Freud’s psychoanalytic theory was heavily influenced by 19th Century biology and physics. He viewed human personality as a closed energy system that was rooted in the genetic/biological nature of humans. However, in the late 19th Century and early 20th Century, new ideas about society, culture, and history arose from research in the new disciplines of anthropology and sociology. They focused on society and culture as prominent factors in human behavior, and these new ideas influenced some of Freud’s adherents. Psychoanalysts, such as Adler, Fromm, Horney, and Sullivan, began to differ with Freud’s continued focus on biological causation. They developed models that incorporated some of the more modern social thinking, and they modified Freud’s original formulations. They created a subset of psychoanalysis, and their models are known as the social psychological theories.  

Psychoanalysis reached its peak in the early 1940s, before being largely displaced by modern concepts of mental disorder and treatment. Many of its concepts have been adopted by more eclectic clinical psychologists and psychiatrists, and the study of psychoanalysis per se is now limited to only a few groups of people. 

One of the problems of psychoanalysis is that it is essentially an early 19th Century conception. The research and clinical data base is weak, because it also derived from the research procedures that are now nearly 150 years old. Freud and his followers readily made sweeping statements about the universal and basic nature of humanity and about the origins of behavior. For example, Adler asserted that the way a person sleeps--on the back, on the stomach, curled, stretched, or whatever--reveals a great deal about his or her personality. He made many such assertions even though there was absolutely no empirical evidence for them.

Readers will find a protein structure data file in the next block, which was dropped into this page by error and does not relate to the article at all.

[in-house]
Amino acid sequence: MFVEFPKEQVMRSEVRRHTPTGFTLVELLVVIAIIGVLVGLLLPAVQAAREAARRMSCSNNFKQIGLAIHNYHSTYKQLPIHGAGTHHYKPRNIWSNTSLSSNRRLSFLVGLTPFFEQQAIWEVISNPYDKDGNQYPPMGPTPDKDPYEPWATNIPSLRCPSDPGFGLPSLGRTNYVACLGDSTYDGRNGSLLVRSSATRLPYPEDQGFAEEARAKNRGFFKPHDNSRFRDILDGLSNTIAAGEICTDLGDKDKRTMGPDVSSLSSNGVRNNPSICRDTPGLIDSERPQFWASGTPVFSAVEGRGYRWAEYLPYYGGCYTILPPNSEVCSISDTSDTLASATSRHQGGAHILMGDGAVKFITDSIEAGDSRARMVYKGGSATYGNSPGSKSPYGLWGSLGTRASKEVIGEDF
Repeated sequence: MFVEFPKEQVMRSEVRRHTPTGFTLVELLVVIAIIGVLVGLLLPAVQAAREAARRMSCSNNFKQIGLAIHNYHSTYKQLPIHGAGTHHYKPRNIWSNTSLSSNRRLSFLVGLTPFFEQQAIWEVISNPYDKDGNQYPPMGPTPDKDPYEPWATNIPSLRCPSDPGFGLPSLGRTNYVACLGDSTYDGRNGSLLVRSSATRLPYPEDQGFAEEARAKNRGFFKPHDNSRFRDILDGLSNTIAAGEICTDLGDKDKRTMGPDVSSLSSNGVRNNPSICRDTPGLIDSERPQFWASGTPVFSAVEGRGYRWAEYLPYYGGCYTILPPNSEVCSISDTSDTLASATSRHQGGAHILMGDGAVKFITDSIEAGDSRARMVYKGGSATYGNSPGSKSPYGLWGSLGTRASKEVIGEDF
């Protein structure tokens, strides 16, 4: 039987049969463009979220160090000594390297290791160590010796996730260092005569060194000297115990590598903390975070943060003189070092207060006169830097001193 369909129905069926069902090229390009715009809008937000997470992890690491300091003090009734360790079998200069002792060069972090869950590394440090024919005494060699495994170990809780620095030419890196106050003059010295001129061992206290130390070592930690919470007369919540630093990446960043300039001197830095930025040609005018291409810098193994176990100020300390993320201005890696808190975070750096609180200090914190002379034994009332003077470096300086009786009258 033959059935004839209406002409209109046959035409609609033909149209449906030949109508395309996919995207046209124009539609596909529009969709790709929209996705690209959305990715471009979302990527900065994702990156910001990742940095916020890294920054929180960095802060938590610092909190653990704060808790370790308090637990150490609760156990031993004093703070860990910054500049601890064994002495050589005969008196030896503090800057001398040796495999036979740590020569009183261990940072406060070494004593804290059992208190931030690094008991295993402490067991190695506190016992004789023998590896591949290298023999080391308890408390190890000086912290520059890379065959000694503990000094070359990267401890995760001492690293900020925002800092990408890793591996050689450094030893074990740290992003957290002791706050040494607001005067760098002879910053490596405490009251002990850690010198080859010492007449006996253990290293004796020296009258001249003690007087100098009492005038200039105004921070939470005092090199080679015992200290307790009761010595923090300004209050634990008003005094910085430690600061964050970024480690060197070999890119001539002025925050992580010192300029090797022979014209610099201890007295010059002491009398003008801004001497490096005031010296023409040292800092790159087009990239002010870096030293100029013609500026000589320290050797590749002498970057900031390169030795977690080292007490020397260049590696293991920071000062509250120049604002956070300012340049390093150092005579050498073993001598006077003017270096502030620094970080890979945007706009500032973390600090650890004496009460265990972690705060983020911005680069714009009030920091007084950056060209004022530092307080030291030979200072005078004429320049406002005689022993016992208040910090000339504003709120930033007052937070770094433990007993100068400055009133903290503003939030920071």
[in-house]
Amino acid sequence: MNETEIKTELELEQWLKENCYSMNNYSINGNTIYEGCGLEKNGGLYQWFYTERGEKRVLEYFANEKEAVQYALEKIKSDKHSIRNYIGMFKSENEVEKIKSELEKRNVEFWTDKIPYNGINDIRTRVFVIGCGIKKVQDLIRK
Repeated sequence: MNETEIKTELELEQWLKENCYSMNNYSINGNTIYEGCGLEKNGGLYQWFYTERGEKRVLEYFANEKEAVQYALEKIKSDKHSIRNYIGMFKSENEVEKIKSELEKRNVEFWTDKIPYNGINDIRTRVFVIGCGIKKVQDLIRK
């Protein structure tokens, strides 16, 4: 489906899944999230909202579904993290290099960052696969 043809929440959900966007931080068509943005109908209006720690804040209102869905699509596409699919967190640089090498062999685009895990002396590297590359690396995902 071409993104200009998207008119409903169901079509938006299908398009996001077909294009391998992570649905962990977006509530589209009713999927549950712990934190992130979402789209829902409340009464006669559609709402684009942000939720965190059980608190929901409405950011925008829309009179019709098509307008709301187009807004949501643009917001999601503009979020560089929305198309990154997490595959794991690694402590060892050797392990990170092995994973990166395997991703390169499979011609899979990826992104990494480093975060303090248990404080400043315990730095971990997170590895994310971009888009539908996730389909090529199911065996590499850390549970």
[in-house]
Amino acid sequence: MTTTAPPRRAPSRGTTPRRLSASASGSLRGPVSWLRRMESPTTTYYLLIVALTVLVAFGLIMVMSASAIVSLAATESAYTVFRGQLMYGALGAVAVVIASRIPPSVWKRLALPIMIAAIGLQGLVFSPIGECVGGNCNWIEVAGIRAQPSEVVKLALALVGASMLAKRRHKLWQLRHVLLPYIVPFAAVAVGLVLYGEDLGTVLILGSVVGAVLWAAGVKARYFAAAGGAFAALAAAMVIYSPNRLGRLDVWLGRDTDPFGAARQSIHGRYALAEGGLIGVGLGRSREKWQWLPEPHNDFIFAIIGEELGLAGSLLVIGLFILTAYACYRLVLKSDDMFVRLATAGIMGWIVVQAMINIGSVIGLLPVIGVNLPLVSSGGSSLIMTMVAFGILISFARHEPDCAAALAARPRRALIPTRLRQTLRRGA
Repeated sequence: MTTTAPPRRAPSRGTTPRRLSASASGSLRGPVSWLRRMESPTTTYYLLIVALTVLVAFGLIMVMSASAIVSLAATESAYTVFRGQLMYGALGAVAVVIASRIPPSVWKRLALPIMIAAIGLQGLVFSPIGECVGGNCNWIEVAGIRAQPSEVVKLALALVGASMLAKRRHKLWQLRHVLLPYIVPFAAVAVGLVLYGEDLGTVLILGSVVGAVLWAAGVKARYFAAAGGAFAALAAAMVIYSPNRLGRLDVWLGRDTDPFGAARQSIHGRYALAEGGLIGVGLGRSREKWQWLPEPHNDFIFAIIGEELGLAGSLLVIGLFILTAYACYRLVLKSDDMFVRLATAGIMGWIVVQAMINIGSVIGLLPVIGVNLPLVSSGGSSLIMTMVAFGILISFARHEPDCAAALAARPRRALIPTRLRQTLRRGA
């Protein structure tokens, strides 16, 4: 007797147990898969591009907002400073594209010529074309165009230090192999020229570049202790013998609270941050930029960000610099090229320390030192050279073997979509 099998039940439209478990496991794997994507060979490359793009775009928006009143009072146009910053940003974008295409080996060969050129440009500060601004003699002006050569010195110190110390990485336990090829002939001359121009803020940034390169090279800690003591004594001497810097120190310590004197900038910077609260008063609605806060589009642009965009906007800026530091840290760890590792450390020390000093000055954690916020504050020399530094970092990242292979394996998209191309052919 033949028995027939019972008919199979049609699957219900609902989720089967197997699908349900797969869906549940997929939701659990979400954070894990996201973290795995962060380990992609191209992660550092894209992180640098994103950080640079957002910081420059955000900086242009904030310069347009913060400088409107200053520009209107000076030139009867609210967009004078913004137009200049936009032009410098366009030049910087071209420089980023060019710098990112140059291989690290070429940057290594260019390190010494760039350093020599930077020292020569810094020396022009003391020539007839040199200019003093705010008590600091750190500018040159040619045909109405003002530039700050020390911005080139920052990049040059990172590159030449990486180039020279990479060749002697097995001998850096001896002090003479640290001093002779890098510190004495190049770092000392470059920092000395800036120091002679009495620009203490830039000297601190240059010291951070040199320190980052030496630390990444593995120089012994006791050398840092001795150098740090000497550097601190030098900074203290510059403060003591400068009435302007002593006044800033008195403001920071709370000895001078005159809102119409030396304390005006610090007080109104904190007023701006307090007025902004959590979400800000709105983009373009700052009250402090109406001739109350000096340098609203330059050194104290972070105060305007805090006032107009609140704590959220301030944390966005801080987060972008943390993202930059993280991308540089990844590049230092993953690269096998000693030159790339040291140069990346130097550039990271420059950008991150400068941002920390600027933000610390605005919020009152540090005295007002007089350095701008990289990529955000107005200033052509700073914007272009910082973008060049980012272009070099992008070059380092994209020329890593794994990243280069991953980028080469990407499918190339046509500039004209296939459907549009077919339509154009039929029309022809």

Like most psychoanalysts, Adler relied on his own creative imagination, rather than on empirical data. A criticism made earlier of Watson’s behaviorism also applies here; they all generalized far beyond anything their data would support. Had the psychoanalysts asserted that their models may help to explain some human functioning under some cultural conditions (e.g., upper-middle class persons with neuroses who lived in a few countries in Western Europe in the 19th and early 20th Centuries), they would have been on firmer ground. When those dated and vastly over generalized concepts, based on outdated research methods, were viewed from the standpoint of modern 20th Century science, the model did not fare well. 

Its inability to withstand modern scientific scrutiny is a major reason for its abandonment by most modern psychologists and psychiatrists. However, there is still some interest in these theories, as seen in the work of researchers such as Joseph Masling (Masling & Bornstein, 1994). They point out that some Freudian concepts appear to be clinically relevant, and should be subjected to objective empirical testing, rather than being rejected or accepted on non-empirical, rational grounds alone. These researchers have not validated Freudian psychoanalytic theory, but they have provided objective research support for some of its important concepts. For a more thorough overview of psychoanalysis, see Hall and Lindzey (1978).

Adler, Alfred Freud, Sigmund Horney, Karen
Erikson, Erik Fromm, Eric Jung, Carl